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Bloom's Taxonomy *
Benjamin Bloom created this taxonomy for categorizing levels of abstraction - thus providing a useful structure in which to describe Lesson Plan Components: Interest Approach, Discussion, Presentation, Demonstration, and Test Items. Content Goals start with an active verb. Note the 'Cues' below, which suggest active verbs that may be used when creating Lesson Plan Components. See the Example Lesson Plan.
- observation and recall of information
- knowledge of dates, events, places
- knowledge of major ideas
- mastery of subject matter
- Cues: list, define, tell, describe, identify, show, label, collect, examine, tabulate, quote, name, who, when, where, etc.
- understanding information
- grasp meaning
- translate knowledge into new context
- interpret facts, compare, contrast
- order, group, infer causes
- predict consequences
- Question Cues: summarize, describe, interpret, contrast, predict, associate, distinguish, estimate, differentiate, discuss, extend
- use information
- use methods, concepts, theories in new situations
- solve problems using required skills or knowledge
- Cues: apply, demonstrate, calculate, complete, illustrate, show, solve, examine, modify, relate, change, classify, experiment, discover
- seeing patterns
- organization of parts
- recognition of hidden meanings
- identification of components
- Cues: analyze, separate, order, explain, connect, classify, arrange, divide, compare, select, explain, infer
- use old ideas to create new ones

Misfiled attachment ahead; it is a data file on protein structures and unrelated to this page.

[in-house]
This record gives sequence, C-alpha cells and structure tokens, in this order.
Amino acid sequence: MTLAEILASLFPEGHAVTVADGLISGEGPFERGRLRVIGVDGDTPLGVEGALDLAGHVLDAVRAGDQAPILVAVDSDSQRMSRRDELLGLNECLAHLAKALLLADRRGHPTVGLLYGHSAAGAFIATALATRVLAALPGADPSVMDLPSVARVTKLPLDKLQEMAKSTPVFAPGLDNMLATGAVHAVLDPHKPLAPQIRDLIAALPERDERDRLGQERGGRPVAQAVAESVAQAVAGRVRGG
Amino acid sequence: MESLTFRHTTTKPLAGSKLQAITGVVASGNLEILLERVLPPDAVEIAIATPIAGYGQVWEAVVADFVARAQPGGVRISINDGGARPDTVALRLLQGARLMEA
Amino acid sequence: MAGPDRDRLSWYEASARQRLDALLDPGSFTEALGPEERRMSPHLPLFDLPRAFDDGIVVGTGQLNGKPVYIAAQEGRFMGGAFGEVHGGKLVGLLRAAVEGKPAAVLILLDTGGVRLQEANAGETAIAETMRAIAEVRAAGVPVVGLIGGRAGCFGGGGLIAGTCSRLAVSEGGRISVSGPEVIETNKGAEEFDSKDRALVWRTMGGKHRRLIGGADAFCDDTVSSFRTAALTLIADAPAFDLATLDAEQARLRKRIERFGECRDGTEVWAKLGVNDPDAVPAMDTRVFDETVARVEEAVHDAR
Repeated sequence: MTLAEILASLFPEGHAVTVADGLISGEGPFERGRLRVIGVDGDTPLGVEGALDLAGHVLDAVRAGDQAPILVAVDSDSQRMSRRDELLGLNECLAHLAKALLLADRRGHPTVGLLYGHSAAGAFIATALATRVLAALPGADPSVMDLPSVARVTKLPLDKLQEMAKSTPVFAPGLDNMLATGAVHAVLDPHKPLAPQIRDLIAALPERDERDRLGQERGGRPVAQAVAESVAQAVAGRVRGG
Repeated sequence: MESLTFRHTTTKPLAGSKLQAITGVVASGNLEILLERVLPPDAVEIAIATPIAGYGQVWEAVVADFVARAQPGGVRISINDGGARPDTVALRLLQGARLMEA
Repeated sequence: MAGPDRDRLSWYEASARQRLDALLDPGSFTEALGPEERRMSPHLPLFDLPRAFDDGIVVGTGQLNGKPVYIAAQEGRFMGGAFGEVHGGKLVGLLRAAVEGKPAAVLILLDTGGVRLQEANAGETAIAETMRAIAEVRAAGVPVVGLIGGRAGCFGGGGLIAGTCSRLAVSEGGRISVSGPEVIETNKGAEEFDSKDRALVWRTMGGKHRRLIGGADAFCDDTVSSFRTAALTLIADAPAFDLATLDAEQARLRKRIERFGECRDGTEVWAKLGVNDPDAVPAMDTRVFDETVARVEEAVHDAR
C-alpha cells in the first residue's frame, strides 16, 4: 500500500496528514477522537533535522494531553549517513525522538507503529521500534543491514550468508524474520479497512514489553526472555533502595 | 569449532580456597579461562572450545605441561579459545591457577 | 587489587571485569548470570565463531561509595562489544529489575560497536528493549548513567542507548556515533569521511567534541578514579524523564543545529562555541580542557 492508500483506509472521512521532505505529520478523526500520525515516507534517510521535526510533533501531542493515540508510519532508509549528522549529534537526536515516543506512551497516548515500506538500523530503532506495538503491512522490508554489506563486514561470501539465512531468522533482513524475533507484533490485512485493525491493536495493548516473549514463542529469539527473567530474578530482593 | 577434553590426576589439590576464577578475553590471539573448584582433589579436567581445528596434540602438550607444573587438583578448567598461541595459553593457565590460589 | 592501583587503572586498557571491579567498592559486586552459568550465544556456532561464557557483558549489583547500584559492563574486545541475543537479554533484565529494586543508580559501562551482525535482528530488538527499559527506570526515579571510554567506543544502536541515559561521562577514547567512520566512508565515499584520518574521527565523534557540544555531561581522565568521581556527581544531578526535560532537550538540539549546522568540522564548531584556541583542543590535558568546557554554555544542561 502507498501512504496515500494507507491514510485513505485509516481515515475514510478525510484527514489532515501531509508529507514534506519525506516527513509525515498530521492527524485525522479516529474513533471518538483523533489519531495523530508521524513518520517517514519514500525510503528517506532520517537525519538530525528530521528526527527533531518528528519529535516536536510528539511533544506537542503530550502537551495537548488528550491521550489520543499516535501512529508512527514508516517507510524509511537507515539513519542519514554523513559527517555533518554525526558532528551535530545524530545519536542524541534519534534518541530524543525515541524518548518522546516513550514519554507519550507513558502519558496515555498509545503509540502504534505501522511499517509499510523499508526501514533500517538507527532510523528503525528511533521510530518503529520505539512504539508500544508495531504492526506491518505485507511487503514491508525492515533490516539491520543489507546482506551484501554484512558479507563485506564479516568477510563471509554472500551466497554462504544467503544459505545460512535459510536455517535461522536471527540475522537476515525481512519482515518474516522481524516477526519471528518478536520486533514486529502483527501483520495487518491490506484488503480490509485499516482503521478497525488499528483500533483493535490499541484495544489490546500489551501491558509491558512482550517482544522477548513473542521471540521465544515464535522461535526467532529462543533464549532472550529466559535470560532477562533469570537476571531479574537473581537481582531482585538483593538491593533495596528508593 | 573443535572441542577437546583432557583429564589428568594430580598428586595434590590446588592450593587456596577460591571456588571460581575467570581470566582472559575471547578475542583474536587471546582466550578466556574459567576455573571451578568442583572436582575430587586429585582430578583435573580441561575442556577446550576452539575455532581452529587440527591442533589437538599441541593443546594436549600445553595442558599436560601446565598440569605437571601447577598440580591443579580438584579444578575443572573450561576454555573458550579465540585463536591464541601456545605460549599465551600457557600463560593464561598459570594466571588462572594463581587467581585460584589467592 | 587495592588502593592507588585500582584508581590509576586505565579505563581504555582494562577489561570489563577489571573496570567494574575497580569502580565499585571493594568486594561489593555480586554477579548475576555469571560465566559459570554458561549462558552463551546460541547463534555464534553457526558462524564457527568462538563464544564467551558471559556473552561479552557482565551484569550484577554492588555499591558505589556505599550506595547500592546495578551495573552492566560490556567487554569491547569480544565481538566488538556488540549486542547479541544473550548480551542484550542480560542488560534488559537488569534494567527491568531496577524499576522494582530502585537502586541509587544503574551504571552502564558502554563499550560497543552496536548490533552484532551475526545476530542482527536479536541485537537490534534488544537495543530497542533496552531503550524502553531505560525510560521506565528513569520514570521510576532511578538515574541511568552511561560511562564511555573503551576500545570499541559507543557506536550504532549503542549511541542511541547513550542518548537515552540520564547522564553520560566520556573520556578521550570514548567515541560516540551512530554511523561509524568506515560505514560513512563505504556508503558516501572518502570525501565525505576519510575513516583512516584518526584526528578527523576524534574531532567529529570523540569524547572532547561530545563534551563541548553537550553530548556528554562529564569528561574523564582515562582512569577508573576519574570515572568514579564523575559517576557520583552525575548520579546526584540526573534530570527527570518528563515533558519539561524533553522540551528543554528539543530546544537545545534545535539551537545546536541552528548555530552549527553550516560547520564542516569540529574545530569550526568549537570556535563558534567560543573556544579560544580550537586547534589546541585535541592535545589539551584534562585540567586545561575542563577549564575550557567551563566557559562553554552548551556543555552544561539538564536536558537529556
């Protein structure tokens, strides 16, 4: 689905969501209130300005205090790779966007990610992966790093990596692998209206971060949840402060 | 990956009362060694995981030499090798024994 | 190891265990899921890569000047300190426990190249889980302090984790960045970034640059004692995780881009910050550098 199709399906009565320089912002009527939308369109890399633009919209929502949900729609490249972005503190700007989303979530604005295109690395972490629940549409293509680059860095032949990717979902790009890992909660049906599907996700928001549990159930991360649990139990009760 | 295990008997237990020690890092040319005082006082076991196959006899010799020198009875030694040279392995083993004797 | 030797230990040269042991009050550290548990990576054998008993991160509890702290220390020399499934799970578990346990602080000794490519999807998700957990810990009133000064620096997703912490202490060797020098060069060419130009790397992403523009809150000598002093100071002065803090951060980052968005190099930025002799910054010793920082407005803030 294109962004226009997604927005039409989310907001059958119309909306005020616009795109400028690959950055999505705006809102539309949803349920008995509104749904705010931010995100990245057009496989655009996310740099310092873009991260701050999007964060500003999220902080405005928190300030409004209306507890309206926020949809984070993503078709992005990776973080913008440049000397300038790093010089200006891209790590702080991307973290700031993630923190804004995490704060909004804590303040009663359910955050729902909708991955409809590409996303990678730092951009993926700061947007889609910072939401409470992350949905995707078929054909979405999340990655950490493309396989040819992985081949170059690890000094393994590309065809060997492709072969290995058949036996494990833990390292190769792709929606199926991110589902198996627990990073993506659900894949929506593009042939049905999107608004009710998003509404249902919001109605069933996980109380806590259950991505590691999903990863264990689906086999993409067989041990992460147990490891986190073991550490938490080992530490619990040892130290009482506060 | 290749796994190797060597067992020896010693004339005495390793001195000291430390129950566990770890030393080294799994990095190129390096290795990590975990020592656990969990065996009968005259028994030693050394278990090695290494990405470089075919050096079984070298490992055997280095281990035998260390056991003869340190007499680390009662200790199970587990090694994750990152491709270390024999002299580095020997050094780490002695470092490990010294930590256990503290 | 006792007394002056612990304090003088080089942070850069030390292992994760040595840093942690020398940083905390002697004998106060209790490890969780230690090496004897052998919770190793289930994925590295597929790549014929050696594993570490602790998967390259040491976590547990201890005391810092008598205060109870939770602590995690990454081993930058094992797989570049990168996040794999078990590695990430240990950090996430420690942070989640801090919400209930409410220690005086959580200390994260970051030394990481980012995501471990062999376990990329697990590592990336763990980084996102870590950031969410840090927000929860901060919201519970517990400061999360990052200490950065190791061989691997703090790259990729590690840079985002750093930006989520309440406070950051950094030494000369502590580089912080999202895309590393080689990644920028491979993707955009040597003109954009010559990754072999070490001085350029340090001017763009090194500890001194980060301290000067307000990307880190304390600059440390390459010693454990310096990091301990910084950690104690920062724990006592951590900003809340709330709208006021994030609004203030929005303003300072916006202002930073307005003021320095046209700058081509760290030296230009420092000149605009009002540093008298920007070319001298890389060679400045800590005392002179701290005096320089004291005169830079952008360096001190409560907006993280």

- generalize from given facts
- relate knowledge from several areas
- predict, draw conclusions
- Cues: combine, integrate, modify, rearrange, substitute, plan, create, design, invent, what if?, compose, formulate, prepare, generalize, rewrite
- compare and discriminate between ideas
- assess value of theories, presentations
- make choices based on reasoned argument
- verify value of evidence
- recognize subjectivity
- Cues: assess, decide, rank, grade, test, measure, recommend, convince, select, judge, explain, discriminate, support, conclude, compare, summarize
*Adapted from: Bloom, B.S. (Ed.) (1956) Taxonomy of educational objectives: The classification of educational goals: Handbook I, cognitive domain. New York ; Toronto: Longmans, Green.
Note: IPSI uses Bloom's work as modified by Simpson and Kratwold to create three domains: cognitive, psychomotor, and afective. The first, second and fourth levels of Bloom form the cognitive domeain. The third level of Bloom forms the psychomotor domain and the fifth and sixth levels of Bloom form the affective domain. Accordingly, content will be parsed into one of nine categories --- three levels of cognitive, three of psychomotor and three of affective. These nine categories are sufficiently precise so that prescriptions regarding instruction and testing can be aligned with the intent expressed in content goals.
Contemporary Educational Psychology/Chapter 9: Instructional Planning--a discussion of Bloom's taxonomy as it relates to classroom teaching.